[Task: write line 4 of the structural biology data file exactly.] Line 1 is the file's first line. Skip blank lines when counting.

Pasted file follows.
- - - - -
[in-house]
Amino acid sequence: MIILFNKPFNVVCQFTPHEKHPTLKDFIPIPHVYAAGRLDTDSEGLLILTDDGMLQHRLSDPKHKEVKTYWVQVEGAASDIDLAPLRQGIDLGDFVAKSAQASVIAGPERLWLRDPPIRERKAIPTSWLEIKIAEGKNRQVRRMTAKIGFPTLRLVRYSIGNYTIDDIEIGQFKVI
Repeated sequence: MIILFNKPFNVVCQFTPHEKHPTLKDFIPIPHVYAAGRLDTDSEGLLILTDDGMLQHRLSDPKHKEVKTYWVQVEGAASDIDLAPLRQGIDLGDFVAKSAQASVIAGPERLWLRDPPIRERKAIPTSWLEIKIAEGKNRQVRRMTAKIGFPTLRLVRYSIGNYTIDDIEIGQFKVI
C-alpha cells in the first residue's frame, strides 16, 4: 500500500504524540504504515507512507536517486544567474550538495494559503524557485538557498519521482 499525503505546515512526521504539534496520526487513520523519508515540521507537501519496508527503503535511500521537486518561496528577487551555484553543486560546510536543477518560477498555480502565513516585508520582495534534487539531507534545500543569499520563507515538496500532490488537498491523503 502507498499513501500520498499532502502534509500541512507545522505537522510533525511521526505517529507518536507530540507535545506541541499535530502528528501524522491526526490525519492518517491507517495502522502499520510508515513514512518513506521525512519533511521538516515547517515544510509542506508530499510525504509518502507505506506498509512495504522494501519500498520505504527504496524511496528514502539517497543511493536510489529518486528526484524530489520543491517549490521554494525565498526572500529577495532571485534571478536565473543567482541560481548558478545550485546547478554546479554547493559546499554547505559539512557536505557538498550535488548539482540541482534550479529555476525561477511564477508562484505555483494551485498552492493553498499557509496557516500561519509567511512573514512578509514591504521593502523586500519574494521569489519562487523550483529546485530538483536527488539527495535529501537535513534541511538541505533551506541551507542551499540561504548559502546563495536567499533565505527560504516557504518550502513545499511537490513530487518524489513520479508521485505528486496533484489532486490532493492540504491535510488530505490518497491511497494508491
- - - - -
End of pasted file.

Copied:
C-alpha cells in the first residue's frame, strides 16, 4: 500500500504524540504504515507512507536517486544567474550538495494559503524557485538557498519521482 499525503505546515512526521504539534496520526487513520523519508515540521507537501519496508527503503535511500521537486518561496528577487551555484553543486560546510536543477518560477498555480502565513516585508520582495534534487539531507534545500543569499520563507515538496500532490488537498491523503 502507498499513501500520498499532502502534509500541512507545522505537522510533525511521526505517529507518536507530540507535545506541541499535530502528528501524522491526526490525519492518517491507517495502522502499520510508515513514512518513506521525512519533511521538516515547517515544510509542506508530499510525504509518502507505506506498509512495504522494501519500498520505504527504496524511496528514502539517497543511493536510489529518486528526484524530489520543491517549490521554494525565498526572500529577495532571485534571478536565473543567482541560481548558478545550485546547478554546479554547493559546499554547505559539512557536505557538498550535488548539482540541482534550479529555476525561477511564477508562484505555483494551485498552492493553498499557509496557516500561519509567511512573514512578509514591504521593502523586500519574494521569489519562487523550483529546485530538483536527488539527495535529501537535513534541511538541505533551506541551507542551499540561504548559502546563495536567499533565505527560504516557504518550502513545499511537490513530487518524489513520479508521485505528486496533484489532486490532493492540504491535510488530505490518497491511497494508491